Better Teamwork Begins With Training Your Eyes to See the Best in Your Teammates

train eyes to see opportunity

 There is no magic pill for building better teamwork, but one of the most important keys is helping your team realize that they will likely often see only what thy look for in those they have the responsibility to inspire and develop.

A team leaders attention should therefore be modified, for what leaders train their eyes to focus on has a tremendous impact on the results their team will be able to enjoy.

You may not have seen it, but there is an entertaining selective attentiontest video available on YouTube that does a terrific job of illustrating this point. 

The video asks you to count the number of passes made between one group of individuals, but in the midst of that activity your intent on counting will likely result in missing something surprising.

Nearly half of the people who “take” this test (and the video has been viewed well over five million times) are reportedly blind to the surprising appearance of something unexpected.

And that is precisely what I am here to convince you to see.

As people, we are all, by nature, selfish and focused on our own needs and desires.  But in focusing on ourselves, it is likely that we miss many opportunities to enrich the lives of others because we are too consumed with our own situations or activities.

The truth is that happiness is a choice – no matter what your situation is, you can choose to be happy.  Attitude is something that lies completely under our control.  But there are two ways to help engender the team happiness we want to feel, and share, in the midst of a bad day or rough patch of life – and those are:

1. To review what you are thankful for, and

2. To assist and serve others.

You see, selfishness is never as rewarding as you expect it to be.  To inspire beter teamwork and be a more effective and happier team leader, you should not look for a blessing – you should look to BE a blessing to someone else…

Perhaps one of the best examples of this is found in Peter Breughel’s 16th century painting, The Fall of Icarus.

For those of you not familiar with the story, Icarus was a young man from Greek myths who, along with his father Daedalus who was an inventor, escaped from a tower by flying out the window, using wings his father had fashioned from wax and feathers.

Before they left, Icarus’ father warned him not to fly too high, or the sun would melt the wings and send him plummeting to earth.  As you might expect, that is exactly what happened, and Icarus dies in the story of careless pride.

But Breughel’s painting is interesting, because the image is seemingly of a farmer tilling his fields and going about his daily business.  His head is down, and his attention is on the work that he has to accomplish for that day.  At first glance, that farmer and his work are all an observer may notice – and he may not realize why the painting carries the title it does.

Meanwhile, far down in the far right corner of the painting, a closer inspection reveals the image of two legs kicking out of the ocean near the shore.  The tiny splash you see around the legs was from the struggling and sinking body of Icarus, and once you find that part of the painting it becomes a far more interesting piece of art.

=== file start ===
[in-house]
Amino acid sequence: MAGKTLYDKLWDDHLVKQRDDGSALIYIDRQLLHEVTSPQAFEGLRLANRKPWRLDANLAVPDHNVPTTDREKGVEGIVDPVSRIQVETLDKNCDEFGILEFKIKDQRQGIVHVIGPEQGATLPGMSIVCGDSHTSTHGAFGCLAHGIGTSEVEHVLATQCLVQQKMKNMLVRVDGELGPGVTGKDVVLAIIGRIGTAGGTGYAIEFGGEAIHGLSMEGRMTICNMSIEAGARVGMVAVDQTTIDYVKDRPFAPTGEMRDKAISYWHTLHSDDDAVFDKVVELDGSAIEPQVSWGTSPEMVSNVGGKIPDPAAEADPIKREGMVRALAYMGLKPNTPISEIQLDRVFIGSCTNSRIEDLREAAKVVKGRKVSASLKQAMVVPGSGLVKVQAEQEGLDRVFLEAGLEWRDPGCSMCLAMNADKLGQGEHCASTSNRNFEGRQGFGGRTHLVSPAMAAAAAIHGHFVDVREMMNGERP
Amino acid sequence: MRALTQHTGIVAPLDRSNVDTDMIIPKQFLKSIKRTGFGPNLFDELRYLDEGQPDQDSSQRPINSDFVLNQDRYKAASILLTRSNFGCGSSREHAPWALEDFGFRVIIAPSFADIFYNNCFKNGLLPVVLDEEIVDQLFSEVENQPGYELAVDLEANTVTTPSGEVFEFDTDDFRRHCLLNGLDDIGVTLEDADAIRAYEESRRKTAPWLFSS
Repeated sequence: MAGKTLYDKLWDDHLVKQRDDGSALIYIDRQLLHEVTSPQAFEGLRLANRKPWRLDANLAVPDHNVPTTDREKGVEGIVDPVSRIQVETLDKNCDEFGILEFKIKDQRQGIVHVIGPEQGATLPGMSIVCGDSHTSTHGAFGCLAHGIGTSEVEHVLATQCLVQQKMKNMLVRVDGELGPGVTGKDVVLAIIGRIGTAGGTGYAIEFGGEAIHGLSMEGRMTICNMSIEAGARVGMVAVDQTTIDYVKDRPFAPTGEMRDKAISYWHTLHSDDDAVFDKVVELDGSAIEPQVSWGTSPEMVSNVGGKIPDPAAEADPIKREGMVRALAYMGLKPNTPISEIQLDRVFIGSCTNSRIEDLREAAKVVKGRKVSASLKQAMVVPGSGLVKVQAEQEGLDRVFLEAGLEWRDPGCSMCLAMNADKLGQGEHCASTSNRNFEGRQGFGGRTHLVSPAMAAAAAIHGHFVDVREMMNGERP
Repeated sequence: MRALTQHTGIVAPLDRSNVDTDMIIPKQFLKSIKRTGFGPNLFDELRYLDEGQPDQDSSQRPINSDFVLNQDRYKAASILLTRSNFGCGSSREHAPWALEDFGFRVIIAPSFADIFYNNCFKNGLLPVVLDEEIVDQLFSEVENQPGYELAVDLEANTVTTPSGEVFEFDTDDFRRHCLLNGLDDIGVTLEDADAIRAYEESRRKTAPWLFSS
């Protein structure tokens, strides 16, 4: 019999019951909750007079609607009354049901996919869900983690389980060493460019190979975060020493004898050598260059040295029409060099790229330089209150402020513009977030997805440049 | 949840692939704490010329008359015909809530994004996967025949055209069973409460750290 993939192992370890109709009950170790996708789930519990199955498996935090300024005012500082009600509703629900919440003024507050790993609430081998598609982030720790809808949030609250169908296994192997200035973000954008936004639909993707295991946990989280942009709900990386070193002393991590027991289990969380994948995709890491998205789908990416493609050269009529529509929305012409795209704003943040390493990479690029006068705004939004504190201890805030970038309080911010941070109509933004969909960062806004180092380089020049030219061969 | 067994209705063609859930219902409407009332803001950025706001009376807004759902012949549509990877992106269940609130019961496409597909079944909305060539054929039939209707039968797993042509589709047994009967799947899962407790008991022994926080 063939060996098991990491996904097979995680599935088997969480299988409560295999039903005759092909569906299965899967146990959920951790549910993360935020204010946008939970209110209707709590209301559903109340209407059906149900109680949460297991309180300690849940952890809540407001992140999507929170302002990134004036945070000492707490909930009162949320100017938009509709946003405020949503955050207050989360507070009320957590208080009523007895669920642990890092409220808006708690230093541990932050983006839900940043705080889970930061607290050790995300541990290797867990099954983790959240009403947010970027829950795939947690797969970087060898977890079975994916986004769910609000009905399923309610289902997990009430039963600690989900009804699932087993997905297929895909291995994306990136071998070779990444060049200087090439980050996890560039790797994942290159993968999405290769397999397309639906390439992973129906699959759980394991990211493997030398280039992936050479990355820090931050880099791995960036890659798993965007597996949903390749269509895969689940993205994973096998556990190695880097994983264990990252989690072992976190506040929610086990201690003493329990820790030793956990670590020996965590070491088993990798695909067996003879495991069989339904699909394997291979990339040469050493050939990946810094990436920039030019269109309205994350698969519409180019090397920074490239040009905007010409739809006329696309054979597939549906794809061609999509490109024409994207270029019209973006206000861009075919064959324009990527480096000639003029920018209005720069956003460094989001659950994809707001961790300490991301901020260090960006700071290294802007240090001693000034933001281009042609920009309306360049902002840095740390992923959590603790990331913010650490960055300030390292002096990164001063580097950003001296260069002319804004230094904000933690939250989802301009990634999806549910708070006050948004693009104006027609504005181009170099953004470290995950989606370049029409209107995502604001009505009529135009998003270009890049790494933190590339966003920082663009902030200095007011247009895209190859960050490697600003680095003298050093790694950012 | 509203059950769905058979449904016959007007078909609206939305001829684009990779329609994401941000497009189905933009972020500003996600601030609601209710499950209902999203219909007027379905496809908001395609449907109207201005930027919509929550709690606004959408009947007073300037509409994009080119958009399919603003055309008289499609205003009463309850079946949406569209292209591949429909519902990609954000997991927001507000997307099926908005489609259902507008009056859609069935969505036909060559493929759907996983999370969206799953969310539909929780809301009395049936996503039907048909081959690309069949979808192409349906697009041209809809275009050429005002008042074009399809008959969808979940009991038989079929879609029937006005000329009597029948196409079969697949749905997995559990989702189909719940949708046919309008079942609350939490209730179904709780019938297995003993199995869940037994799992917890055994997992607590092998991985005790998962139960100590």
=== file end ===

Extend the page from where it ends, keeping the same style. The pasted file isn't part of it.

What I think Breughel is trying to communicate is that we all often get so caught up in our own daily activities that we neglect to take note of the people and events around us.

In his painting, the farmer is focused on his field, and while his attention is on the ground he misses what might likely have been the single most amazing and extraordinary event that he could have witnessed in his lifetime.

And I wonder every time I see or talk about this painting – how many people are drowning around me that I have failed to notice because I insist on focusing on my needs instead of keeping my eyes open to opprtunity to serve others?

You see, it isn’t the common man who would have seen Icarus.  Bob Knight said years ago that “every player looks, but very few really see.”  Coach Knight knew that only trained eyes can see certain opportunities.

And while most of us have eyes that can see, we usually only see what we are looking for.

What have you been looking for today?  Have you been training your eyes to look down and see only the ground while you keep plowing your own field?  If you want to enjoy better teamwork, more happiness, and fulfillment, you will want to start focusing more on how you can serve others!

If you are part of a team that depends upon one another to succeed or perform at a high level, perhaps part of the recent difficulties you are experiencing are due to teammates who are neglecting each other’s needs or struggles – or who are looking to find fault instead of finding things to appreciate and compliment.

Starting tomorrow, whether it is at your home or with your team at work, I encourage you to re-train your eyes to look for opportunities to serve and assist others.  Our greatest moments wait hidden in the strangers that surround us…

Who is YOUR Icarus?  Who have your selfish eyes been blind to?

Who is struggling and drowning in the margins of your life that your attention could save?

What are your teammates doing well?

If you would like to invest in a full or half-day of preseason team building that can assist you in creating a culture of cohesiveness, It would be my pleasure to assist you in creating an event that will open the eyes of your team and inspire them to enjoy a happier and more productive workplace by looking for an opportunity to assist and serve others on your team.

If you liked this article, you will want to request free access to Sean’s Teamwork Toolbox – over 50 useful handouts and activities for smart team leaders!